Injuries are a part of every professional sport: football, baseball, soccer, hockey, heck even bowling. Most of the time athletes suck it up, throw some ice on it, take some meds, and train through injuries in order to perform and cash their pay check. Injuries are just simply second nature.
Lately, MMA has been plagued by injured fighters: GSP, Dominic Cruz, Mark Hunt, and Cain Velasquez just to name a few. Most fighters are prone to injuries that may even require surgery and a 4-8 month lay-off. The UFC then has to not only scramble to find a replacement for the card the injured fighter was supposed to be on, but in some cases the whole weight class is at a stand still until the injured fighter returns (GSP, Edgar, Cruz).
We haven’t really seen what an injured high profile fighter performs like in a war after a major surgery. One of the most recent major surgeries I can think of off the top of my head would be Tito Ortiz’s back surgery. To be honest, I was impressed with his performances. Back surgery is usually something regular people aren’t the same after, let alone a 37-year-old MMA fighter. To have 16 professional fights all in the UFC against the best guys in the world and still continue to fight after a major surgery, I give props to Tito.
Champions and former champions like GSP, Dominic Cruz, and Cain Velasquez have questions attached to their injuries. Will they be the same fighter when they come back? Not only is surgery taxing on the body, it is also taxing on the mind. That recovery period requires intense will power, patience and determination. Of course the purse they will receive for their next fight is a great motivational tool, but having the will to make it through rehabilitation and then a training camp as soon as they are healed? Yikes. Talk about no breathing room.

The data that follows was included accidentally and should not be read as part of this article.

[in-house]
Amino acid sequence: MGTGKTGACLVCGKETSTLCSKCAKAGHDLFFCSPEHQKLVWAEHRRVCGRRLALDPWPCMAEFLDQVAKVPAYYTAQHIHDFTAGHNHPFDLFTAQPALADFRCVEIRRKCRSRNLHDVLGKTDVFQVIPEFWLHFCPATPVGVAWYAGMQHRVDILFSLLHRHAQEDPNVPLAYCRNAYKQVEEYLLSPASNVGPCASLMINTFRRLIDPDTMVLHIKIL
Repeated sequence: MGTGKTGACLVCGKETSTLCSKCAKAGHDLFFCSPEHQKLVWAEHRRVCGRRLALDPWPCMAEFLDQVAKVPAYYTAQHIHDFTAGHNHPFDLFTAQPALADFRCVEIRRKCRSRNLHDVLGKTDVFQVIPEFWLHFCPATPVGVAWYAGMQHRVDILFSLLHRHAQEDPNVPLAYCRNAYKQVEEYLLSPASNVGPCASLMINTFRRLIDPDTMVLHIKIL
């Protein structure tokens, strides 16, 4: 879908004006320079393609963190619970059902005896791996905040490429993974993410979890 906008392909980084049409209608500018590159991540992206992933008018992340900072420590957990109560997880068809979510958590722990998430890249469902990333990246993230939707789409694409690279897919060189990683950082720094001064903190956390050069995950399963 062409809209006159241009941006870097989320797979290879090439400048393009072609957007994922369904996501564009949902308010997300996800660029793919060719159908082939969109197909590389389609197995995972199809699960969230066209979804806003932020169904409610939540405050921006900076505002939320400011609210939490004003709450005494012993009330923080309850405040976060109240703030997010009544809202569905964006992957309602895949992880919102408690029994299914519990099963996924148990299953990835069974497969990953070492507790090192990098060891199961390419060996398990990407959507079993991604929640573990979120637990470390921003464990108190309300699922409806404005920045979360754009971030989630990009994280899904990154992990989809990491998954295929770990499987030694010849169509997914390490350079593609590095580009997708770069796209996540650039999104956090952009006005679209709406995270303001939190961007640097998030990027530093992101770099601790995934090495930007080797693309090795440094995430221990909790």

Fighters that aren’t champions also have some questions attached to their injuries. Will they get back on a winning streak, or did this injury kill all the momentum they had?
Recently, Mark Hunt had to pull out of his UFC 146 fight with Stefan Struve, a stacked all heavyweight showcase. Hunt would have came in riding a three fight winning streak and with the confidence knowing twitter fans wanted him to fight for the UFC heavyweight title against Junior dos Santos.
Diving even deeper into the injury thought pool we obviously arrive at the subject of Alistair Overeem. We all know he had elevated testosterone levels and lost his chance at fighting for the heavyweight strap at UFC 146. He blames the incident on medication his doctor had given him for a bothersome injury he acquired well before the Brock Lesnar fight.
In order to recover more quickly and keep the momentum they had going, it would seem high profile injured fighters would rather turn to a “sketchy” healing processes just to stay “in the mix”, rather than take the time off they need. (cortisone shots in camp and before fights as a last resort really?!)
With so many injuries plaguing the sport, what can fighters do to keep injury free and keep us, the fans, happy?
Us die-hard fans hate fight cards getting switched around, and fighters hate being injured. There has got to be some solution to the madness.
I guess as fans we will just have to watch and see. Champions are made and lost because of injuries. Careers take off and dive down because of pain.
I would hate to see my favorite fighters never be the same. But even worse, I would hate to know my favorite fighter won because their opponent was injured.Tags: champion, cruz, division, featured, george st pierre, gsp, hurt, injury, Mark Hunt, mma, pain, plague, sport, standstill, ufc, velasquez